Mississippi Government Sues BP Over 2010 Oil Spill
At the end of last month, the state governments in Florida and Mississippi took the important step of suing BP over the 2010 Deepwater Horizon disaster. This officially includes the two states among those seeking damages from the oil company over the massive oil spill.
Both Florida and Mississippi announced their decision before the three-year deadline for filing such claims rolled around. The accident originally took place on April 20, 2010, meaning that April 20th was the last date to file suit.
Florida’s Attorney General, Pam Bondi, announced that given the considerable
damage suffered by the state after the oil spill, both BP and its subcontractor,
Halliburton, should be held financially accountable. Bondi said the state
would try to recover money it says it lost due to a drop in tourism that
occurred as a result of the oil spill. Florida’s filing accused
BP and Halliburton of wanton, reckless and grossly negligent conduct and
says that, as a result, the state will be seeking punitive damages due
to the companies’ egregious conduct.
Mississippi also said that it would be suing BP, Halliburton, Transocean and Anadarko Petroleum, a minority shareholder in the oil project. Jim Hood, Mississippi’s attorney general, said that he decided to sue BP after the company failed to reach agreeable settlement terms. Hood said BP also failed to grant an extension of the deadline for filing claims and that, as a result, Mississippi was forced to move forward and sue the oil company.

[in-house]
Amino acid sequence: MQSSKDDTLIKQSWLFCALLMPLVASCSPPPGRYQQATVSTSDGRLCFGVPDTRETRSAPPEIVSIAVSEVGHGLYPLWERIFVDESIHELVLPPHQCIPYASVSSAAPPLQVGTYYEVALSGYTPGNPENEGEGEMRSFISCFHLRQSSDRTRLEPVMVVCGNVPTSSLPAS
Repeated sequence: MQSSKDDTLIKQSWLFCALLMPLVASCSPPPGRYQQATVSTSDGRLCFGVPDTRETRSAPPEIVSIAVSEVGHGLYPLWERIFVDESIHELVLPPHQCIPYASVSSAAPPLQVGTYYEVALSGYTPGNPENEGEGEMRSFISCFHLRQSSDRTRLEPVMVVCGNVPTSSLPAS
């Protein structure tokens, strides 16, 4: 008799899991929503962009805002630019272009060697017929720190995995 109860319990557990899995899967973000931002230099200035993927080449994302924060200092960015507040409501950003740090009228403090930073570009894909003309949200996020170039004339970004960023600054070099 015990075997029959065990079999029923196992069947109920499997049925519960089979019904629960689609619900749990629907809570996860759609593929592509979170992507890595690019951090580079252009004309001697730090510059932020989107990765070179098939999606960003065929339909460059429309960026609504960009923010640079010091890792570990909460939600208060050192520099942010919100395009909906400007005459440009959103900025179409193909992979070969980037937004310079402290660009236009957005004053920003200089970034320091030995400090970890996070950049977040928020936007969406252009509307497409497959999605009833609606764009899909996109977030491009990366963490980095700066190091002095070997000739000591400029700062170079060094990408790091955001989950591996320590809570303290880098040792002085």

The attorney general said that he hopes to pursue BP in Mississippi’s state courts as well as in the federal court system. He says claims by other states have languished in the federal courts and that Mississippi is entitled to litigate its claims in Mississippi state courts to ensure that its citizens get justice quickly.
BP recently released an estimate that says claims by state and local governments for economic damages will end up costing the company more than $34 billion. The whopping damage payments are on top of the costs it must pay to clean up the oil, money it will spend to repair environmental damages and the sizable amount reserved for claims from individuals and businesses.
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